When an ovum is released, semen provided by the woman's male partner, or by a sperm donor, is introduced into the woman's vagina or uterus. The semen may be fresh or it may be frozen semen which has been thawed. Where donor sperm is supplied by a sperm bank, it will always be quarantined and frozen and will need to be thawed before use.
For vaginal artificial insemination, semen is usually placed in the vagina using a needleless syringe. A longer tube, called a tom cat, may be attached to the end of the syringe to facilitate deposit of the semen deeper into the vagina. The woman is generally advised to lie still for a half hour or so after the insemination to prevent seepage and to allow fertilization to take place.
A more efficient method of artificial insemination is to insert semen directly into the woman's uterus. Where this method is employed it is important that only 'washed' semen be used and this is inserted into the uterus by means of a catheter. Sperm banks and fertility clinics usually offer 'washed' semen for this purpose, but if partner sperm is used it must also be 'washed' by a medical practitioner to eliminate the risk of cramping.
Semen is occasionally inserted twice within a 'treatment cycle'. A double intrauterine insemination has been theorized to increase pregnancy rates by decreasing the risk of missing the fertile window during ovulation. However, a randomized trial of insemination after ovarian hyperstimulation found no difference in live birth rate between single and double intrauterine insemination.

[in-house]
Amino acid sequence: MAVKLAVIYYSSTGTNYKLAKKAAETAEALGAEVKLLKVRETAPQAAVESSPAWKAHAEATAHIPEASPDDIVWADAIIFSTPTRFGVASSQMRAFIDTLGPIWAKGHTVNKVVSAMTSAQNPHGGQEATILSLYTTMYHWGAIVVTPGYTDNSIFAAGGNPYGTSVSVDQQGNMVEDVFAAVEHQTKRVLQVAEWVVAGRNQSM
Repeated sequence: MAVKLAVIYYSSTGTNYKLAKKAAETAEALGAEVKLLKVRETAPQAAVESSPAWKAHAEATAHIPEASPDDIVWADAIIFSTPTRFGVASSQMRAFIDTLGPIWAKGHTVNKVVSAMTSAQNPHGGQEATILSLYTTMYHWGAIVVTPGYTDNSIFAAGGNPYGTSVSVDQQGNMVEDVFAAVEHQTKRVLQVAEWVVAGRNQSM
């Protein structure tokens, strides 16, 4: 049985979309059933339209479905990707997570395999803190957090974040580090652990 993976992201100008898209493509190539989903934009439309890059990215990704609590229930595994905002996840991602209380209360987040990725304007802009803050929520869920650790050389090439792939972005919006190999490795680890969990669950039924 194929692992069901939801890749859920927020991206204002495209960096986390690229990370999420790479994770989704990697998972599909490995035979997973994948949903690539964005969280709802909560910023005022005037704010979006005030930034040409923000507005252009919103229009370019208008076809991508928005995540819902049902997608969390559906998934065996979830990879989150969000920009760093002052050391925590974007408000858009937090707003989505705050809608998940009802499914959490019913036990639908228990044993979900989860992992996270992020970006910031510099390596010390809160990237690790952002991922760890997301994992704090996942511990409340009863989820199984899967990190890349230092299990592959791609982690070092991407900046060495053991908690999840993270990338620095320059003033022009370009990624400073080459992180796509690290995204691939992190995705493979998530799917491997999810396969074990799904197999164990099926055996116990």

An alternative method to the use of a needleless syringe or a catheter involves the placing of partner or donor sperm in the woman's vagina using a specially designed cervical cap, a conception device or conception cap. This holds the semen in place near to the entrance to the cervix for a period of time, usually for several hours, to allow fertilization to take place. Using this method, a woman may go about her usual activities while the cervical cap holds the semen in the vagina. One advantage with the conception device is that fresh, non-liquified semen may be used.
If the procedure is successful, the woman will conceive and carry to term a baby. The baby will be the woman's biological child, and the biological child of the man whose sperm was used to inseminate her, whether he is the woman's partner or a donor. A pregnancy resulting from artificial insemination will be no different from a pregnancy achieved by sexual intercourse. However, there may be a slight increased likelihood of multiple births if drugs are used by the woman for a 'stimulated' cycle.
Either sperm provided by the woman's husband or partner (artificial insemination by husband) or sperm provided by a known or anonymous sperm donor (artificial insemination by donor) can be used.
Intracervical insemination (ICI) is the easiest way to inseminate. This involves the deposit of raw fresh or frozen semen (which has been thawed) and which has been provided by the woman's partner or by a sperm donor into the cervix usually by injecting it with a needleless syringe. Where fresh semen is used this must be allowed to liquefy before inserting it into the syringe, or alternatively, the syringe may be back-loaded. After the syringe has been filled with semen, it should be raised slightly and any air bubbles removed by gently pressing the plunger forward before inserting the syringe into the vagina.
The syringe should be inserted carefully so that the tip is as close to the entrance to the cervix as possible. The woman should be comfortable at all times. A vaginal speculum may be used to hold open the vagina so that the cervix may be observed and the syringe inserted more accurately through the open speculum. The plunger is then pushed forward and the semen in the syringe is emptied into the vagina. The syringe (and speculum if used) may be left in place for several minutes and the woman is advised to lie still for half-an-hour or so to assist fertilization.
A conception cap, which is a form of conception device may be inserted into the vagina following insemination and may be left in place for several hours in order to hold the semen close to the entrance to the cervix.